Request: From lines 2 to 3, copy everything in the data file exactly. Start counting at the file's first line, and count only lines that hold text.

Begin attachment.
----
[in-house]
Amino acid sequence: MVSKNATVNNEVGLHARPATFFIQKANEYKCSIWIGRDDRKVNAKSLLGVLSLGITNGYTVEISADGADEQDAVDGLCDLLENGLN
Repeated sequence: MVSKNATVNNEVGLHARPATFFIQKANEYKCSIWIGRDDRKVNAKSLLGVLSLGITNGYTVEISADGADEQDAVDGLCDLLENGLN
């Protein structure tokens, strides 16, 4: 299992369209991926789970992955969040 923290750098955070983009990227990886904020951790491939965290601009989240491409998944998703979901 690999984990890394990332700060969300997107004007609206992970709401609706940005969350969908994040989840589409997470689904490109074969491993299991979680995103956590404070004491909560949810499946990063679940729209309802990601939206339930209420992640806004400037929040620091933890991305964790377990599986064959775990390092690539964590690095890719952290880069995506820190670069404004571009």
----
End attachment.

Amino acid sequence: MVSKNATVNNEVGLHARPATFFIQKANEYKCSIWIGRDDRKVNAKSLLGVLSLGITNGYTVEISADGADEQDAVDGLCDLLENGLN
Repeated sequence: MVSKNATVNNEVGLHARPATFFIQKANEYKCSIWIGRDDRKVNAKSLLGVLSLGITNGYTVEISADGADEQDAVDGLCDLLENGLN